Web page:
“This is, perhaps, in part because it is hard for journalists to visit the sites that have been bombed. It is hard to verify what’s been hit and whose story (the U.S. military invariably must be pushed to admit the possibility of civilian casualties) is correct. But CENTAF releases daily reports on its website. For instance, there were 30 missions flown over Iraq on Sunday, including some which involved the expenditure of heavy munitions, including missiles fired from an unmanned predator drone and air support for U.S. and Iraqi troops fighting guerrillas in western Iraq. This is not an unusual day for the use of U.S. air power in Iraq. So where’s the reporting?”
From: Institute for Public Accuracy
Religious divide is not narrowing
Cathy Young, guest columnist: Behind the political divide in America, there is also a religious divide. So far, the debates on this subject have generated more heat than light, as both sides preach to the converted and talk at, not to, those who disagree.
Complete article at:
Cathy Young is a contributor editor at Reason magazine. Her column appears regularly in The Boston Globe.
THE UNITED STATES V. GEORGE BUSH
By Elizabeth de la Vega, Tomdispatch.com
What would the case against George Bush for intelligence fraud in the leadup to the war in Iraq look like? A former federal prosecutor lays out her case to an imaginary grand jury, and all she needs is the evidence available in the public record to make her case.
Borowitz Report – Euphemism Shocker
Bush: US Committed to Finding New Synonyms for Civil War
Launches Operation Noble Euphemism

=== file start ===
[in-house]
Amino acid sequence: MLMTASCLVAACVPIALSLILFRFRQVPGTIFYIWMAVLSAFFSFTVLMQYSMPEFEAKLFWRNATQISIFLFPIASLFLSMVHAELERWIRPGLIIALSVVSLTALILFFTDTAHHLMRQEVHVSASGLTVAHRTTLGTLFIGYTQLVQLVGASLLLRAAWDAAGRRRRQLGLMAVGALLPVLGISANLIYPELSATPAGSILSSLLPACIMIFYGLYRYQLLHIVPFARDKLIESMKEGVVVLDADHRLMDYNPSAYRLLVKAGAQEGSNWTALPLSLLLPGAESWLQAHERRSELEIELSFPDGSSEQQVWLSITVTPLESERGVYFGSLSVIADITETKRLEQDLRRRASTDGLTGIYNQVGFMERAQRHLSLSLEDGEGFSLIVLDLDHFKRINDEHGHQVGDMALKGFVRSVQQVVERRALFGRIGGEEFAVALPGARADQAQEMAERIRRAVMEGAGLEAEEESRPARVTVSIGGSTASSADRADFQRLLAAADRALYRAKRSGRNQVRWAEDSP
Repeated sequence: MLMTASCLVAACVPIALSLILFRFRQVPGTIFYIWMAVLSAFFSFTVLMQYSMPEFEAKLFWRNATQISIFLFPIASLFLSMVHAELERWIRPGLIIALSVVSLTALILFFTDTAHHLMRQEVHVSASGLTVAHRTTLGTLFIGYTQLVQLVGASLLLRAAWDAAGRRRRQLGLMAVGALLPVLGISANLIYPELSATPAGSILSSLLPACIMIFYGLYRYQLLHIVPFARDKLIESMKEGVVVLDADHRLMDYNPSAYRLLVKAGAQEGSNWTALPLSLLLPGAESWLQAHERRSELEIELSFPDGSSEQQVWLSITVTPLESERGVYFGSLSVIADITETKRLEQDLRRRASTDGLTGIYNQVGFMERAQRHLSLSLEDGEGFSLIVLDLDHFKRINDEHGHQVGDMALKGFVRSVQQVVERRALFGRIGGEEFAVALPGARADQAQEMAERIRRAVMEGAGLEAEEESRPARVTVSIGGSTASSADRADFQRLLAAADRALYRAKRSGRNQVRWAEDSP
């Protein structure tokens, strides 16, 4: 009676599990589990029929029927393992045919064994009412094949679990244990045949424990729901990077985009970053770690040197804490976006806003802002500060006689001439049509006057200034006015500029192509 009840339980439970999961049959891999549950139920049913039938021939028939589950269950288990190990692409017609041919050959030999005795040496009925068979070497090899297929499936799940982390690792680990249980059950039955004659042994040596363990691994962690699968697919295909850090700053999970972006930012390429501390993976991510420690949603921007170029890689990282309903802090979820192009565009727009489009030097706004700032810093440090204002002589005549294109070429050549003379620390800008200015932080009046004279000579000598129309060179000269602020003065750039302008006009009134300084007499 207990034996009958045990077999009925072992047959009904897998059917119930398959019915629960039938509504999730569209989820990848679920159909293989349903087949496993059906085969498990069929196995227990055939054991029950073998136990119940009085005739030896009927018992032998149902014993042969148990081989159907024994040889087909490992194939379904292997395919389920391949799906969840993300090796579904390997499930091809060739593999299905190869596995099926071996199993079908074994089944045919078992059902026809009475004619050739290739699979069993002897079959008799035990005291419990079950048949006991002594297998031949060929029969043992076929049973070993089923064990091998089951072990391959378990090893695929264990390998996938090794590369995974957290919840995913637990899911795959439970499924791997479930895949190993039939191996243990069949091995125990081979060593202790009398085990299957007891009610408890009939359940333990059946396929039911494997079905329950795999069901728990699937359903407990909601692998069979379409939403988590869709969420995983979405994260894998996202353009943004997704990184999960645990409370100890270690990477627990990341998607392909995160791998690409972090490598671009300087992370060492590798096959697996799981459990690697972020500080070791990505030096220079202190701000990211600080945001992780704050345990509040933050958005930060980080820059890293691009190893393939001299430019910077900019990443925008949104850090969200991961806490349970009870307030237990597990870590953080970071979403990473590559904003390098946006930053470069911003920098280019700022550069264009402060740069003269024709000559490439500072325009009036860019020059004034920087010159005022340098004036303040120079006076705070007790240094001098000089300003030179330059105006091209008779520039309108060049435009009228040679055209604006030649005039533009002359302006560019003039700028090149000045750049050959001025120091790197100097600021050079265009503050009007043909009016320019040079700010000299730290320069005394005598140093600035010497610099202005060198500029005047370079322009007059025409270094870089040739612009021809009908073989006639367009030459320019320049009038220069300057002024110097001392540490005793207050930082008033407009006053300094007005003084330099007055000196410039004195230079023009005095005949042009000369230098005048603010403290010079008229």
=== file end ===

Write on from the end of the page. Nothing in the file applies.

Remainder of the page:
President George W. Bush said today that he would not allow a civil war in Iraq to erupt on his watch, and said that in order to prevent that from happening the United States would aggressively search for new synonyms for the phrase “civil war.”
In order to seek out the most sanitized alternatives to that phrase, the president announced that he was launching an ambitious new mission called Operation Noble Euphemism.
Showing his trademark steely resolve, Mr. Bush told reporters at the White House that the US was prepared to hunt down every last thesaurus on Earth and would not quit until the job was done.
As if to demonstrate the high priority he was placing on finding new synonyms, Mr. Bush said that the government would spend $12 billion, most of which had been previously earmarked to find Osama bin Laden.
But critics of Operation Noble Euphemism were skeptical of its outcome, particularly after the White House unsuccessfully launched a slogan contest last month to replace the phrase “stay the course.”
That contest, which was announced with much fanfare, was abandoned after a leak revealed that the top contender was “slog through the mire.”
White House spokesman Tony Snow attempted to quiet those critics today, saying that “the United States is committed to finding a lasting euphemism for civil war in Iraq.”
Mr. Snow refused to say which if any euphemisms were under consideration, but did say that the White House had already ruled out “Shiitepalooza.”
Elsewhere, getting obese children to exercise can improve their sleep habits, according to a study published today in “Yeah, That’ll Happen” magazine.
three to see
This Modern World: Ballad of a neocon
Jeff Danziger: Bush, Kissinger, Failure, Alcohol
Sandy Huffaker: oh boy, here comes james baker